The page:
Damp problems in a house can be due to a number of causes—rain getting through the walls or roof, moisture being absorbed from the ground, condensation settling on cold surfaces, or a mixture of these. 

Find the reason for your damp problem

Make sure you know what the cause of dampness is before trying to cure it, otherwise you may be dealing only with part of the problem, or even adopting the wrong remedy for the sort of damp involved.

 

Spot the tell-tale semicircles

In an old house with a slate damp-proof course (DPC), slight movement of the building can crack the slates, allowing damp from the ground to rise into the masonry above the crack. A single point failure will cause a semicircular patch of damp up to 1 m (3 ft 3 in) or so across, while multiple cracks will lead to an almost continuous band across the affected wall.

 

Try the foil test

If you’re not sure of the cause of a damp patch on a wall, try the foil test. Dry the wall surface with a fan heater, then tape some kitchen foil tightly over the damp area. If the surface of the foil is wet after 24 hours, you have condensation. If the foil is dry but the wall surface beneath it is damp, you have rising or penetrating damp. Discount rising damp if the moisture is more than 1 m above outside ground level. 

 

Getting through the gaps

Patches of dampness on walls around windows and doors are usually caused by rain getting through gaps between their frames and the surrounding masonry. Where the damp is below the opening, it may be because there is no drip groove to stop the water creeping under a projecting sill or threshold. If there is a drip groove, make sure the rain is not crossing it because it is blocked with paint or mortar.

 

Looking for a leak in the roof

Discovering exactly where a pitched roof is leaking can be difficult. Rain can trickle down the roofing felt and then along the sides of rafters before it drips onto the loft floor.

Look for clues such as dampness on a party wall or chimney stack in the loft, which might indicate that flashings are defective or missing. Getting someone to play a hose on the roof, area by area, while you remain inside the loft can also help to reveal where the water is getting in.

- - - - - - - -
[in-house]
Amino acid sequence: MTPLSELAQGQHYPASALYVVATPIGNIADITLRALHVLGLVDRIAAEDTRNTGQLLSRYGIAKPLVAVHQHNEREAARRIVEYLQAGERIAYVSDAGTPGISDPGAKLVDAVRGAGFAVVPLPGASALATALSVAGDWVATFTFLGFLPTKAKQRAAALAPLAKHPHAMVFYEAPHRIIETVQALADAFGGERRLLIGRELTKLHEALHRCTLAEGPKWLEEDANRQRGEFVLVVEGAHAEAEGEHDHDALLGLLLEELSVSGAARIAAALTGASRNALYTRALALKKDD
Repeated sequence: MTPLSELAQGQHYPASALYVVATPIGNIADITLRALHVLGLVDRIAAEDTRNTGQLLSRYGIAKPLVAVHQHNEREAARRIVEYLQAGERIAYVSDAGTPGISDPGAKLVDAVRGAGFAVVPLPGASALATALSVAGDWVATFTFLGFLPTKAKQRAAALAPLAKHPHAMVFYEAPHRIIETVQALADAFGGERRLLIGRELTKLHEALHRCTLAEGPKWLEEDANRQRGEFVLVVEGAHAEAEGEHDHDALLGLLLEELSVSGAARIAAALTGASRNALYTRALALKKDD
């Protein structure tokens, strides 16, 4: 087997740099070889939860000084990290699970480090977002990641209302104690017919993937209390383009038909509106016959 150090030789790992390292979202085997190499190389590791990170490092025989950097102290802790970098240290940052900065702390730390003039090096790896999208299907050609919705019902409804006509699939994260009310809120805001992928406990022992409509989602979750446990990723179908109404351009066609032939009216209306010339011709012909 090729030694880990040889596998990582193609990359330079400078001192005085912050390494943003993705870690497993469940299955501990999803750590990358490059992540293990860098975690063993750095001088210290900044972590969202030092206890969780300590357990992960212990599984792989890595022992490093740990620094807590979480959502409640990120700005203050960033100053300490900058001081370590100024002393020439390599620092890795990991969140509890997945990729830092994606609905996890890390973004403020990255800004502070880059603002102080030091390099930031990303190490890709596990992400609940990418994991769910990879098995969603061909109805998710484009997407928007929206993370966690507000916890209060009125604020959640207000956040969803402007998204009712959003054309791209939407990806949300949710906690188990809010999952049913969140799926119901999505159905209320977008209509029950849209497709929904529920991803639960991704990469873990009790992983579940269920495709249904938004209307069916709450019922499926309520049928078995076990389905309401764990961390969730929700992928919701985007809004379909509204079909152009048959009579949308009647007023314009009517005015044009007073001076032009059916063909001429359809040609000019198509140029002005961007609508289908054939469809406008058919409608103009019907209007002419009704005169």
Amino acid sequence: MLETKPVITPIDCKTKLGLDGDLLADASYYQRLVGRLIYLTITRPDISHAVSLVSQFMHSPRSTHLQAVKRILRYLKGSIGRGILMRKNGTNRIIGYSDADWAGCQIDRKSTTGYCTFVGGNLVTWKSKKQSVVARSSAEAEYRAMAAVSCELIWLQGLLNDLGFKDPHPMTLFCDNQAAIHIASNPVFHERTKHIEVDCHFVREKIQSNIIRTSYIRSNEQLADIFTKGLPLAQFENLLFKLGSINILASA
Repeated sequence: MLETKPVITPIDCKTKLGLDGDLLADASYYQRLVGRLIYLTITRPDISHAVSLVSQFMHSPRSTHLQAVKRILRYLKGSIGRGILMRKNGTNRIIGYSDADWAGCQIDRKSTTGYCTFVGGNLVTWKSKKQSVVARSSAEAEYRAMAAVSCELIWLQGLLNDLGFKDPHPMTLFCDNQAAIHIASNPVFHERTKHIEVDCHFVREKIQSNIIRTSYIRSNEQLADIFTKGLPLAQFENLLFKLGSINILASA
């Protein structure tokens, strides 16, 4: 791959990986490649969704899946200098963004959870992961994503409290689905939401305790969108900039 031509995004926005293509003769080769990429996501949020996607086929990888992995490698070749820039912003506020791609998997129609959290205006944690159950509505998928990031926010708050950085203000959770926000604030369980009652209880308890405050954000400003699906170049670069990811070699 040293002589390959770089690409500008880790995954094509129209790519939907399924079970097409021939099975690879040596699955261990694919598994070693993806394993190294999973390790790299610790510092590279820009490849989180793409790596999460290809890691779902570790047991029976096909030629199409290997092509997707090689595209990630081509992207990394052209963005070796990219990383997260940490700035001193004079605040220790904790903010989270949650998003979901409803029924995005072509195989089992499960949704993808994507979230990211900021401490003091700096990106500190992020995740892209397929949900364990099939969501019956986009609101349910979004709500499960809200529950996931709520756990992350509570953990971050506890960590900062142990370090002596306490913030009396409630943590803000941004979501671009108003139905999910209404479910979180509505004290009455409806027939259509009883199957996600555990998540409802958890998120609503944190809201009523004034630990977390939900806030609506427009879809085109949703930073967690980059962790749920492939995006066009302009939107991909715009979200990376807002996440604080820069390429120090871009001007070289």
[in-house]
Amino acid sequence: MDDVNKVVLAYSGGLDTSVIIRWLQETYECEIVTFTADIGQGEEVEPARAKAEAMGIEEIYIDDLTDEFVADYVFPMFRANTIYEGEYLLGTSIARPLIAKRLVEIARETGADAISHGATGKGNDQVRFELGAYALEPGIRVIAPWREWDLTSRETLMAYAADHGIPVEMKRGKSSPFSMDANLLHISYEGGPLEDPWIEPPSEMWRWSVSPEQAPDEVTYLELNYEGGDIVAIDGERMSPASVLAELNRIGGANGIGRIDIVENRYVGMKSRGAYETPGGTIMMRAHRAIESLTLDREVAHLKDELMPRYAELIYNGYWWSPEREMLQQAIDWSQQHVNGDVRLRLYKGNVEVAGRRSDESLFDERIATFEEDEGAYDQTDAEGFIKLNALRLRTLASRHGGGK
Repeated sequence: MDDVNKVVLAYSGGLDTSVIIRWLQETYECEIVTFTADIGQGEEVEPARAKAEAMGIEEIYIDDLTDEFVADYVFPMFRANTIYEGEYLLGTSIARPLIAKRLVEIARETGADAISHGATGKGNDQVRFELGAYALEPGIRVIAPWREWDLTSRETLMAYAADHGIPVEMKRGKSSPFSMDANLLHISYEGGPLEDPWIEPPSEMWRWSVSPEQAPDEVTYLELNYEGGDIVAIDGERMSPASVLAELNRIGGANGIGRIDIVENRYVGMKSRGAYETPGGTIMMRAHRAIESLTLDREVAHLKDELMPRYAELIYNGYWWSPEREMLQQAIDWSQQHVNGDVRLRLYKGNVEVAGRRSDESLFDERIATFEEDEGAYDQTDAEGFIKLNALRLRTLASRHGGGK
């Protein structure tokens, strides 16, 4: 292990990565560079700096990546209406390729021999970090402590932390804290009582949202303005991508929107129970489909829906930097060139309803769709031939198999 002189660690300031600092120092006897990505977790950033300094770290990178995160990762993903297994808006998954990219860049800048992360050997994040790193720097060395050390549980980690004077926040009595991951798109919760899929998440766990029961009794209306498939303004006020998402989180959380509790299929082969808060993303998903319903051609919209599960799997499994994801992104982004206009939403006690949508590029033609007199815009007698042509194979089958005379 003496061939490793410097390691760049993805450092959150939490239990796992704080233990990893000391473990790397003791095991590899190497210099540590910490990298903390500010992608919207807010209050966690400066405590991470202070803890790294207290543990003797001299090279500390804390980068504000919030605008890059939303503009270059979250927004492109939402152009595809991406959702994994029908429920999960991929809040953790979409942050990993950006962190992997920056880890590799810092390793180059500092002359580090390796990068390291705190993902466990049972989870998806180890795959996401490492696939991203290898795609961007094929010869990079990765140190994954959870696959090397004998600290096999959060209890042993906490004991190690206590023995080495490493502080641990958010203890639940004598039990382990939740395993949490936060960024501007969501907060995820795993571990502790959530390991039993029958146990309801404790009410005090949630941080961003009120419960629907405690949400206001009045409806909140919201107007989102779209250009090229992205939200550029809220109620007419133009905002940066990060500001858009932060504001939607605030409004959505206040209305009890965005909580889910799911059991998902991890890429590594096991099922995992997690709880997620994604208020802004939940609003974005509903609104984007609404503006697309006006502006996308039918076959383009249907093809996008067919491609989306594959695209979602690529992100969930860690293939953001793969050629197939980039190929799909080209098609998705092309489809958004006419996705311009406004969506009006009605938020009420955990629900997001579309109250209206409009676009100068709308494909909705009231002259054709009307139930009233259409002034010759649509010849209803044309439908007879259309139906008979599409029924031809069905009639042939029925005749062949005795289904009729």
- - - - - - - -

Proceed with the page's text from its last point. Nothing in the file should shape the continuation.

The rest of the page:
Woodworm at work

At the same time as checking lofts, check underfloor spaces and built-in cupboards for signs of dampness, inspect structural timbers and joinery for evidence of woodworm, which thrives in slightly damp environments. Look for the small flight holes made by the beetles when they emerge from the wood and the Ïne wood dust created by the pest.

Check the untreated backs of all freestanding chests and wardrobes, and the unpainted top and bottom edges of doors at the same time.

 

Prod the paintwork

Use a bradawl to test the soundness of skirting boards if there are signs of damp in downstairs walls or the underfloor space.

The backs of skirting boards are usually left unpainted, so they readily absorb moisture from the masonry. However, severe deterioration of the boards is often not apparent because of paint applied to their face sides.

 

Check out the plumbing

Leaks in plumbing and central heating pipework can cause damp patches which could be misinterpreted as rising or penetrating damp. This is especially common where the pipes are run beneath a floor or are buried in wall plaster.

Here a pinhole leak or a weeping fitting can release surprisingly large volumes of water as time goes by, especially if it has no chance to dry out naturally. If this is the cause of the problem, you have two possible courses of action. You can either expose the fault and then replace the affected pipes, which will cause a lot of disruption.

Alternatively, you can simply leave them where they are and bypass them by installing new ones.

 

Suspect condensation

If the roof isn’t leaking but the timbers and loft insulation are damp, the likely culprit is condensation. This is caused by warm moisture-laden air rising into the loft from the rooms below and condensing on cold surfaces within the loft space. In serious cases, roof timbers can start to rot and saturated insulation materials can stain ceilings.

 

Letting off steam

The kitchen and bathroom are the main sources of condensation in the home. Bathing, cooking and washing up, and washing and drying clothes all pour large volumes of steam into the air.

Portable gas space heaters and paraffin stoves also create a lot of moisture. The problem is made worse by poor room ventilation and over-efficient draught-proofing, both of which stop warm moisture-laden air inside the house being replaced with cooler drier air from outside.

Unventilated fitted cupboards built against outside walls can suffer badly from condensation. This can lead to unsightly mould growth, which will quickly spoil clothes stored there.

 

Crossing the bridge 

If you think you have rising damp in your house, locate the damp-proof course (DPC) and make sure it isn’t covered by a flower bed, path, drive or patio. Look for rendering that has been applied over the DPC. Check whether there is a vertical DPC sandwiched between the house wall and the end of a garden wall built up against it.

Curing these common causes of rising damp will solve the problem for little or no cost, saving you from incurring an expensive bill from a professional damp-proofing firm.

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